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    Understanding tax implications on sovereign gold bonds

    Understanding tax implications on sovereign gold bonds

    Understanding tax implications on sovereign gold bonds
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    By Nishtha Pandey   IST (Published)


    SGBs are considered a decent way of investing in gold. While you may be wondering to invest in the current tranche, it's vital to understand the tax implications on it.

    The second issue of sovereign gold bonds (SGBs) for 2022-23 priced at Rs 5,197 per gram is open for subscription. SGBs are government securities denominated in grams of gold. They are substitutes for holding physical gold. Investors have to pay the issue price in cash, and the bonds are redeemed in cash on maturity.
    These bonds give investors a fixed 2.5 percent interest rate on their money in addition to the possible benefit of higher gold prices. Semi-annual interest payments are made.
    So, if you are planning to invest in gold bonds, it is important that you understand how your gains and interest income from gold bonds will be taxed.
    Understanding what are the tax implications on SGBs
    The SGB has an eight-year tenor, with an option to redeem early after the fifth year on the date interest is due.
    According to the provisions of the Income Tax Act of 1961, interest on SGBs is taxable. The capital gains that result from an individual's redemption of SGB are not subject to tax. The transfer of the SGB will result in long-term capital gains that are eligible for indexation benefits.
    The tax implications of Sovereign Gold Bonds need to be understood at 3 levels.
    The interest of 2.5 percent received by you on your gold bond holdings is entirely taxable in your hands at your peak rate of tax.
    You will ultimately pay the maximum tax on your interest receivable if you are in the 30 percent tax bracket. You must disclose this income when filing returns and pay advance tax in accordance because there is no TDS applied to interest paid out.
    Tax on capital gains
    Sovereign Gold Bonds are redeemed at the end of 8 years. At the time of redemption, any capital gains will be completely tax-free. In order to increase the appeal of the tax bonds and entice more investors to switch from physical gold to non-physical gold, the government has provided this specific tax benefit.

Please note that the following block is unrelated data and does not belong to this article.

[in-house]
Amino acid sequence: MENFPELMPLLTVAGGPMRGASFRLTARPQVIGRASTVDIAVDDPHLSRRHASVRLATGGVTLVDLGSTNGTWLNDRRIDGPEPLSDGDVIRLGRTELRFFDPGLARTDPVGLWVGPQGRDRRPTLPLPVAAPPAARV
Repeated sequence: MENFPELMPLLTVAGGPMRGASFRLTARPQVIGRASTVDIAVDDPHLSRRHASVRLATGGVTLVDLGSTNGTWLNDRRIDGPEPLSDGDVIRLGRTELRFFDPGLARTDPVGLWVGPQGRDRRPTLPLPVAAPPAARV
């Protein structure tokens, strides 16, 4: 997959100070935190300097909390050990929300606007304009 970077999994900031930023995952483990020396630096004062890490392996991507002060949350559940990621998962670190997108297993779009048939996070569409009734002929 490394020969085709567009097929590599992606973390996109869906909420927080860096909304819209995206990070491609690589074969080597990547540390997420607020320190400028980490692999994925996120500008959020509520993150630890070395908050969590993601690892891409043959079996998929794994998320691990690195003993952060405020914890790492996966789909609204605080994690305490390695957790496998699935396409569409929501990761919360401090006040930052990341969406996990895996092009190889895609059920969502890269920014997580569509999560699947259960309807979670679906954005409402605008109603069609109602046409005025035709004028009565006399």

However, there are other implications if you exit the gold bonds earlier than that. There are 2 ways to exit your bonds earlier.
    First -  You can use the early redemption window that opens at the end of 5 years where you can redeem your gold bonds.
    Second - To sell your gold bonds in the secondary market. All gold bonds issued will list on the stock exchanges with a unique ISIN on completion of 6 months from the date of the issue. In both these cases, the capital gains will be taxable.
    The normal taxation definition of short term capital gains tax (if less than 3 years) and long term capital gains tax (if more than 3 years) will be applicable.
    In case of short term capital gains the highest rate of capital gains tax will be due. If long term capital gains is involved, the investor has the option of paying tax at a flat rate of 10 percent or at a rate of 20 percent after taking the advantage of indexation into account.
    Those looking to subscribe to the SGBs in the current tranche can apply through banks, Stock Holding Corporation of India Limited (SHCIL), stock exchanges NSE and BSE, designated post offices or through agents.
    Since gold bonds are offered in minimum denominations of 1 gram of gold, most middle-class investors can afford them. It gives them a good opportunity to participate in gold as an asset class to hedge their overall portfolio risk.
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